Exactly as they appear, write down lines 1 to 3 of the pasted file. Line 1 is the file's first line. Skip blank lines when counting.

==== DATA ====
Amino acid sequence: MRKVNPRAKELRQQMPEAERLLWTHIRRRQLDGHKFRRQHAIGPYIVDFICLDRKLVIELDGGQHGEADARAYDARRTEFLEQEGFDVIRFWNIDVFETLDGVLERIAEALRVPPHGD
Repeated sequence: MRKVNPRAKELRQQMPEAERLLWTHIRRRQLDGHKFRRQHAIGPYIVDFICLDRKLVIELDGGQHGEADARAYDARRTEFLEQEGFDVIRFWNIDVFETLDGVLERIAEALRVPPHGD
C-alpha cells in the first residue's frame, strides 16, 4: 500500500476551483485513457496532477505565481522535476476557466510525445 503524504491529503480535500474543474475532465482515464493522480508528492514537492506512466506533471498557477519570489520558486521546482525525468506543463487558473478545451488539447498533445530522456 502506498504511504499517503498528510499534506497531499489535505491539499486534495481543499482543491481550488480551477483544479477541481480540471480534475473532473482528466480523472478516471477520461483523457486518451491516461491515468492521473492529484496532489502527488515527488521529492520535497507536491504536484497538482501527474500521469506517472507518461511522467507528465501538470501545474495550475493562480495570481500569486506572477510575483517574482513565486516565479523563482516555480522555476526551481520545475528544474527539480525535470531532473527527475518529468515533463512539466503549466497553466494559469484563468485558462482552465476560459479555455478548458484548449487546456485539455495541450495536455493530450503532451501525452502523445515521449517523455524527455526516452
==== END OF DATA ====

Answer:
Amino acid sequence: MRKVNPRAKELRQQMPEAERLLWTHIRRRQLDGHKFRRQHAIGPYIVDFICLDRKLVIELDGGQHGEADARAYDARRTEFLEQEGFDVIRFWNIDVFETLDGVLERIAEALRVPPHGD
Repeated sequence: MRKVNPRAKELRQQMPEAERLLWTHIRRRQLDGHKFRRQHAIGPYIVDFICLDRKLVIELDGGQHGEADARAYDARRTEFLEQEGFDVIRFWNIDVFETLDGVLERIAEALRVPPHGD
C-alpha cells in the first residue's frame, strides 16, 4: 500500500476551483485513457496532477505565481522535476476557466510525445 503524504491529503480535500474543474475532465482515464493522480508528492514537492506512466506533471498557477519570489520558486521546482525525468506543463487558473478545451488539447498533445530522456 502506498504511504499517503498528510499534506497531499489535505491539499486534495481543499482543491481550488480551477483544479477541481480540471480534475473532473482528466480523472478516471477520461483523457486518451491516461491515468492521473492529484496532489502527488515527488521529492520535497507536491504536484497538482501527474500521469506517472507518461511522467507528465501538470501545474495550475493562480495570481500569486506572477510575483517574482513565486516565479523563482516555480522555476526551481520545475528544474527539480525535470531532473527527475518529468515533463512539466503549466497553466494559469484563468485558462482552465476560459479555455478548458484548449487546456485539455495541450495536455493530450503532451501525452502523445515521449517523455524527455526516452